Lara Parmiani
I have wished to see this series since I interviewed Lara Parmiani for Fly High (HERE). Lara is an Italian actress living in London who had a small part in it.  It took me some time but I did it, at last. I liked its really Victorian atmosphere and its quite original plot. Honestly, I preferred the subplots to the main one but , on the whole, I   found this mini-series very well done and acted. 
He Knew He Was Right is one of Trollope's best but least-known novels. Trollope based his 1869 novel on Shakespeare's Othello, but expanded the Bard's tale of sexual jealousy into 1,000 pages of enthralling Victorian plot twists, featuring child abduction, a private detective (one of the first in literature) and a cast of remarkably liberated women. This 2004 mini-series   was first broadcast on BBC  then , after a couple of years also on PBS Masterpiece Classics. My DVD has also got an interesting one hour's dramatized bio of Trollope. 

Laura Fraser and Bill Nighy

Oliver Dimsdale
Louis Trevelyan (Oliver Dimsdale), a wealthy young landowner , while visiting the Mandarin Islands, falls in love with the Governor's daughter Emily Rowley (Laura Fraser). After marrying, the couple return to England with Emily's sister Nora as a companion. Prone to jealousy, Louis forbids his wife from entertaining Col. Frederic Osborne (Bill Nighy), an old friend of her father, who has something of a reputation in London for flirting with other men's wives. Emily stubbornly refuses to obey on a matter of principle: that Louis is slandering her character by making such an order, and he becomes groundlessly but uncontrollably jealous, beginning to distrust everything his wife does. In despair at his constant irrational suspicion, and mindful of the health of their small son, Emily finally leaves Louis, which action precipitates his rapid mental decline. He kidnaps their son and flees to Italy where he has a complete breakdown. Emily is forced to act...

Christina Cole and Stephen Campbell Moore

Raymond Coulthard
This is the main plot line in the series,  but there are others which are definitely more enjoyable, either because more involving or because more amusing. I liked the troubled romance between Nora (Christina Cole) , Emily's sister,  and Hugh Stanbury (Stephen Campbell Moore), for instance. Nora refuses a very advantagious proposal from wealthy Charles Glascock (Raymond Coulthard) , the eldest son and heir of Lord Peterborough,  and lives in hope to marry Hugh who can count only on a precarious living as writer of  articles for a newspaper.

Anna Massey
Another subplot involves Jemima Stanbury (Anna Massey), the capricious, formidable spinster aunt of Hugh. In her youth, she had been engaged to the eldest son of a leading banker. They had had a falling out and parted company, but upon his demise, he had left everything to her, making her very wealthy. Aware of the poverty of Hugh's branch of the family, she had generously paid for his education and helped him get a start in life. However, when he chose to work for what she considered to be a radical publication, the staunch Tory withdrew her support. She then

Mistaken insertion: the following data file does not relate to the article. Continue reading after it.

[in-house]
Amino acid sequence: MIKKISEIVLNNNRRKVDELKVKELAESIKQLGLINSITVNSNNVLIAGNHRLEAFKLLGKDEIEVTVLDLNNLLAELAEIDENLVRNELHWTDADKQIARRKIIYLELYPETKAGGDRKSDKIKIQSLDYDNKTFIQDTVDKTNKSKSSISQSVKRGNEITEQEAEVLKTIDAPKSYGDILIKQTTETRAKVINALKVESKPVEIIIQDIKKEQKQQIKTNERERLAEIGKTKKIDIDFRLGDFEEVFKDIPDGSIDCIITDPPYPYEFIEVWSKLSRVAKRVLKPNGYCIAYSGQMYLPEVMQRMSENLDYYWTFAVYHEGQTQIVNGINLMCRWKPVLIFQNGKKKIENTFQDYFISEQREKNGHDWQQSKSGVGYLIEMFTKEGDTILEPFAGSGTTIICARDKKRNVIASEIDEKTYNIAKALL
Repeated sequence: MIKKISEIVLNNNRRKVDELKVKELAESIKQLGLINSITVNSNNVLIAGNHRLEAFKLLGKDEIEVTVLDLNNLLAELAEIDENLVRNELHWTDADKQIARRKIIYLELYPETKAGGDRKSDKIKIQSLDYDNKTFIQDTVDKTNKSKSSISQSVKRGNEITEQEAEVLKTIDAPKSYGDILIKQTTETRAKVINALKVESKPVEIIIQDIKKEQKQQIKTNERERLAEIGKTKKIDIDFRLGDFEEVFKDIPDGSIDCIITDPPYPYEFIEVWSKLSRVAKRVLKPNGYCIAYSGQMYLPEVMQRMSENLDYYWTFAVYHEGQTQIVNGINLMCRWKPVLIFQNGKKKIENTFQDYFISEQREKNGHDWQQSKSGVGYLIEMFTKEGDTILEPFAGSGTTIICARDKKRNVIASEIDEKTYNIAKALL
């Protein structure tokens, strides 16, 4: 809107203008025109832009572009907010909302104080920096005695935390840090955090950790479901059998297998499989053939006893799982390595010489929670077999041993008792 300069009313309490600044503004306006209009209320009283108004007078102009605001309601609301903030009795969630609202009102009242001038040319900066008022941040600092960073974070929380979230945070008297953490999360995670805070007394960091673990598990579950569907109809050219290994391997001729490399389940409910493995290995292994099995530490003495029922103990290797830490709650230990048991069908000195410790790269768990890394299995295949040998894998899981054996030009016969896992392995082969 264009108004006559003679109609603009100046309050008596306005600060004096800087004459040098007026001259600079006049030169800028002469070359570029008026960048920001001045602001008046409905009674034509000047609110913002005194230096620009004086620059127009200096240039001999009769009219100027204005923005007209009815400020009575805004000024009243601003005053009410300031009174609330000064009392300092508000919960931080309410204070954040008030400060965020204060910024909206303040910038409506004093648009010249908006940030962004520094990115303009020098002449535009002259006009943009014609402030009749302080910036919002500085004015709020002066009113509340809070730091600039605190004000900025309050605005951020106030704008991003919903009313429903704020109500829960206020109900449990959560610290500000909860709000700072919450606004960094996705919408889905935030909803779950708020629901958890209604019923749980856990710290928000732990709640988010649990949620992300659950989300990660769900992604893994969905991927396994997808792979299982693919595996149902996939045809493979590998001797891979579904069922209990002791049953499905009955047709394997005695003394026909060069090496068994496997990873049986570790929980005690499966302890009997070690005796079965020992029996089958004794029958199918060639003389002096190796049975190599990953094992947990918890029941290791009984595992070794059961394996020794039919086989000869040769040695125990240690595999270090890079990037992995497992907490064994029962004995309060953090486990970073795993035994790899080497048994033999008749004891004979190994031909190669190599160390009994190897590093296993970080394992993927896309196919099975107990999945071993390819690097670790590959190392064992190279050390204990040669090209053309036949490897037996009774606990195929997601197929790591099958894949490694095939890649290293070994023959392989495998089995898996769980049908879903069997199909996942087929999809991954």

Matthew Goode
offers to accept one of Hugh's sisters as a companion. After some debate, timid, unassertive Dorothy Stanbury (Caroline Martin) is sent. Aunt Stanbury wants her to marry Mr Gibson (David Tennant) , but the unpleasant clergyman is someone Dorothy stubbornly refuses risking Aunt Stanbury's love, support  and inheritance. Dorothy will struggle against the old lady's will and will accept the proposal of Brooke Burgess (Matthew Goode), the nephew of Aunt Stanbury's fiancĂ©, she has now chosen as her only heir. 

Fenella Woolgar, David Tennant, Claudie Blakley
The most exhilarating plot is related to Mr Gibson, the vain greedy clergyman who refused by Dorothy,  surrenders to the idea of being courted by two sisters, Arabella and Camilla French. The two sisters fight for his attention at any cost. The feud will lead them to tragicomic situations. 
I have to give kudos to Andrew Davies for his excellent job in adapting Trollope’s long novel and to the whole cast for their excellent performances.
Well, if you love Victorian novels and costume drama, this one must be added to your DVD collection and, if you haven't seen it yet... what are you waiting for?


Mary Gray said...

I watched this last year and really enjoyed it. I was a bit startled by the ending, but wasn't bothered... too much. :) I think I remember feeling the same way about liking the subplots more, which is so unusual for me.

Maria Grazia said...

@Mary Gray
Well, Traveley is such an unsympathetic character, you can't really feel for him. I was really sorry for Emily, but she is so strong and reacts so bravely that you admire her without actually sympathize with her.
I hope it makes sense. I doubt my English when it comes to subtleness. OK, Thanks for dropping by and commenting, Mary. **Hugs**

Julienne said...

I watched this series just this year, too. I like the sub-plots, but the main plot was heart-wrenching. I don't know, but ever since I visited our city's asylum, I never wanted anyone to be mad. I wonder if he could have been saved had it happened in our times.

The Rush Blog said...

I think that people prefer the subplots because they are funnier and have a happier ending. But I don't think it's a good idea to sweep Emily and Louis' story under the rug. I thought it was very well written and tragic. And it took an interesting look at Victorian paternalism and marriage.

I sympathized with Louis. Well, I felt sorry for him by the end of the story. But I also believe he only had himself to blame.